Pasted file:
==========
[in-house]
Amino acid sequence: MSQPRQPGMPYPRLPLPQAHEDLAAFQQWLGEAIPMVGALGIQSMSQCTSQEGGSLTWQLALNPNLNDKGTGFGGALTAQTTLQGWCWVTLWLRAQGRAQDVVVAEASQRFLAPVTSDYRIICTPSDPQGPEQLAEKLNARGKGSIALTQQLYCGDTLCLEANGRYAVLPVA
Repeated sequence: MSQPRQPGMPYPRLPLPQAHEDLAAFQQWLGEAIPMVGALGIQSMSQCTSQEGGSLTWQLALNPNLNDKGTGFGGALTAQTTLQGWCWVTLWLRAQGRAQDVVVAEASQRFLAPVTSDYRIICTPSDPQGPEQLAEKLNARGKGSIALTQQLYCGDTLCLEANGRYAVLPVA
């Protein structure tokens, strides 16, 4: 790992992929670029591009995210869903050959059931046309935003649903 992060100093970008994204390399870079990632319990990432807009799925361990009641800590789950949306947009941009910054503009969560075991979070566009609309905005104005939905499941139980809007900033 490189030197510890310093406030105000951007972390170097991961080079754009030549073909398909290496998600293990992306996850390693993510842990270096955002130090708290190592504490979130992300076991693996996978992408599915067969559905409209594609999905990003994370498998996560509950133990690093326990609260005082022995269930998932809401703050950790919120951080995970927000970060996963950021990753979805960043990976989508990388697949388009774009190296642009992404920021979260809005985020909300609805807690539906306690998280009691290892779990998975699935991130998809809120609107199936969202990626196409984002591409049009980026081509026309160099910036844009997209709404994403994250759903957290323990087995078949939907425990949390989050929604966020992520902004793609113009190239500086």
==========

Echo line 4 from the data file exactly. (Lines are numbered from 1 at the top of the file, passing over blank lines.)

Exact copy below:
């Protein structure tokens, strides 16, 4: 790992992929670029591009995210869903050959059931046309935003649903 992060100093970008994204390399870079990632319990990432807009799925361990009641800590789950949306947009941009910054503009969560075991979070566009609309905005104005939905499941139980809007900033 490189030197510890310093406030105000951007972390170097991961080079754009030549073909398909290496998600293990992306996850390693993510842990270096955002130090708290190592504490979130992300076991693996996978992408599915067969559905409209594609999905990003994370498998996560509950133990690093326990609260005082022995269930998932809401703050950790919120951080995970927000970060996963950021990753979805960043990976989508990388697949388009774009190296642009992404920021979260809005985020909300609805807690539906306690998280009691290892779990998975699935991130998809809120609107199936969202990626196409984002591409049009980026081509026309160099910036844009997209709404994403994250759903957290323990087995078949939907425990949390989050929604966020992520902004793609113009190239500086």